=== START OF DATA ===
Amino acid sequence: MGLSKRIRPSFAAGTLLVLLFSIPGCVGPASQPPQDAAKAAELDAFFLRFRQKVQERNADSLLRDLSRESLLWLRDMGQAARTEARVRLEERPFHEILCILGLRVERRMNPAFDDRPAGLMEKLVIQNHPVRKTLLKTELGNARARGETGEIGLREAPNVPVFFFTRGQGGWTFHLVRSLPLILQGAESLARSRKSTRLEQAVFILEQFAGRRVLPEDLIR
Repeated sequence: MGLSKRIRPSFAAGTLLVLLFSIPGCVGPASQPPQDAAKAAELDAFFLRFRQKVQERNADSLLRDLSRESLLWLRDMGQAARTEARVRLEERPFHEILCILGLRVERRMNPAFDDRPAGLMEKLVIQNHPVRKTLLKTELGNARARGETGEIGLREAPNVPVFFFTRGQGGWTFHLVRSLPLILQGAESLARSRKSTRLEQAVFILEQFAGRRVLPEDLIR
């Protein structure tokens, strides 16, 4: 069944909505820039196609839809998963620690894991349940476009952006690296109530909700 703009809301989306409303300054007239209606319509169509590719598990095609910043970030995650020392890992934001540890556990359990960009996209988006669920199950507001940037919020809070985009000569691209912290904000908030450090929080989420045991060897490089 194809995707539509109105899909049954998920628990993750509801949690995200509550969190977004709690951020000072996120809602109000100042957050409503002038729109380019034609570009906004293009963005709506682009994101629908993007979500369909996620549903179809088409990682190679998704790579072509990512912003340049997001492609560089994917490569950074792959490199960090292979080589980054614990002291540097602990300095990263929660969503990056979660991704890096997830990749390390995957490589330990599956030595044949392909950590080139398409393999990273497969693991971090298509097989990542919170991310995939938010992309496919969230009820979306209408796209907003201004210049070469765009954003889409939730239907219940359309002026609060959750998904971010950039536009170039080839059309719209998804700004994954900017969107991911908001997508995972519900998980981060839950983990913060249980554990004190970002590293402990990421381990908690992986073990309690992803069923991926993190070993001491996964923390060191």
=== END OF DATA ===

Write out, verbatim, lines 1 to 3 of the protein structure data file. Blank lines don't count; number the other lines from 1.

Amino acid sequence: MGLSKRIRPSFAAGTLLVLLFSIPGCVGPASQPPQDAAKAAELDAFFLRFRQKVQERNADSLLRDLSRESLLWLRDMGQAARTEARVRLEERPFHEILCILGLRVERRMNPAFDDRPAGLMEKLVIQNHPVRKTLLKTELGNARARGETGEIGLREAPNVPVFFFTRGQGGWTFHLVRSLPLILQGAESLARSRKSTRLEQAVFILEQFAGRRVLPEDLIR
Repeated sequence: MGLSKRIRPSFAAGTLLVLLFSIPGCVGPASQPPQDAAKAAELDAFFLRFRQKVQERNADSLLRDLSRESLLWLRDMGQAARTEARVRLEERPFHEILCILGLRVERRMNPAFDDRPAGLMEKLVIQNHPVRKTLLKTELGNARARGETGEIGLREAPNVPVFFFTRGQGGWTFHLVRSLPLILQGAESLARSRKSTRLEQAVFILEQFAGRRVLPEDLIR
């Protein structure tokens, strides 16, 4: 069944909505820039196609839809998963620690894991349940476009952006690296109530909700 703009809301989306409303300054007239209606319509169509590719598990095609910043970030995650020392890992934001540890556990359990960009996209988006669920199950507001940037919020809070985009000569691209912290904000908030450090929080989420045991060897490089 194809995707539509109105899909049954998920628990993750509801949690995200509550969190977004709690951020000072996120809602109000100042957050409503002038729109380019034609570009906004293009963005709506682009994101629908993007979500369909996620549903179809088409990682190679998704790579072509990512912003340049997001492609560089994917490569950074792959490199960090292979080589980054614990002291540097602990300095990263929660969503990056979660991704890096997830990749390390995957490589330990599956030595044949392909950590080139398409393999990273497969693991971090298509097989990542919170991310995939938010992309496919969230009820979306209408796209907003201004210049070469765009954003889409939730239907219940359309002026609060959750998904971010950039536009170039080839059309719209998804700004994954900017969107991911908001997508995972519900998980981060839950983990913060249980554990004190970002590293402990990421381990908690992986073990309690992803069923991926993190070993001491996964923390060191």